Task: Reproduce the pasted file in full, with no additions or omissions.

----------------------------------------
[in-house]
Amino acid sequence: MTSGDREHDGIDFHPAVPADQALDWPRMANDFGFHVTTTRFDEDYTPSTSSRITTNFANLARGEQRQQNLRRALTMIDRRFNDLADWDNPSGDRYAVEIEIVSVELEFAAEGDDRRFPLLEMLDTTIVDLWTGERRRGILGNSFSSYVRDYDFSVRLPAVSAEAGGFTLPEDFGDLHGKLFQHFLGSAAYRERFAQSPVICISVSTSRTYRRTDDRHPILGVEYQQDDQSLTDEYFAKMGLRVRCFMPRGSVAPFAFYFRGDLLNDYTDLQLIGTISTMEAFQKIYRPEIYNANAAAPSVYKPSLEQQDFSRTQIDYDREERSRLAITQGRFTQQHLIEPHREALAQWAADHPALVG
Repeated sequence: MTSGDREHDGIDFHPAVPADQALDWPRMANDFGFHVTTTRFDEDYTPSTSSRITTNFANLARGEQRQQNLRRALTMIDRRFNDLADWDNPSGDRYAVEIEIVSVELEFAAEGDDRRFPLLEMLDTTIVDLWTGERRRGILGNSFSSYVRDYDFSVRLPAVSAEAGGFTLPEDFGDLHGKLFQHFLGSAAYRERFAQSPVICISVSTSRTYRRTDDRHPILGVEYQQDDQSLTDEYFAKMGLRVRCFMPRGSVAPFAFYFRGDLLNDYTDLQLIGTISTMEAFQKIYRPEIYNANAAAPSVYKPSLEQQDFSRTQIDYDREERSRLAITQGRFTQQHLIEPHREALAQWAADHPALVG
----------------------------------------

[in-house]
Amino acid sequence: MTSGDREHDGIDFHPAVPADQALDWPRMANDFGFHVTTTRFDEDYTPSTSSRITTNFANLARGEQRQQNLRRALTMIDRRFNDLADWDNPSGDRYAVEIEIVSVELEFAAEGDDRRFPLLEMLDTTIVDLWTGERRRGILGNSFSSYVRDYDFSVRLPAVSAEAGGFTLPEDFGDLHGKLFQHFLGSAAYRERFAQSPVICISVSTSRTYRRTDDRHPILGVEYQQDDQSLTDEYFAKMGLRVRCFMPRGSVAPFAFYFRGDLLNDYTDLQLIGTISTMEAFQKIYRPEIYNANAAAPSVYKPSLEQQDFSRTQIDYDREERSRLAITQGRFTQQHLIEPHREALAQWAADHPALVG
Repeated sequence: MTSGDREHDGIDFHPAVPADQALDWPRMANDFGFHVTTTRFDEDYTPSTSSRITTNFANLARGEQRQQNLRRALTMIDRRFNDLADWDNPSGDRYAVEIEIVSVELEFAAEGDDRRFPLLEMLDTTIVDLWTGERRRGILGNSFSSYVRDYDFSVRLPAVSAEAGGFTLPEDFGDLHGKLFQHFLGSAAYRERFAQSPVICISVSTSRTYRRTDDRHPILGVEYQQDDQSLTDEYFAKMGLRVRCFMPRGSVAPFAFYFRGDLLNDYTDLQLIGTISTMEAFQKIYRPEIYNANAAAPSVYKPSLEQQDFSRTQIDYDREERSRLAITQGRFTQQHLIEPHREALAQWAADHPALVG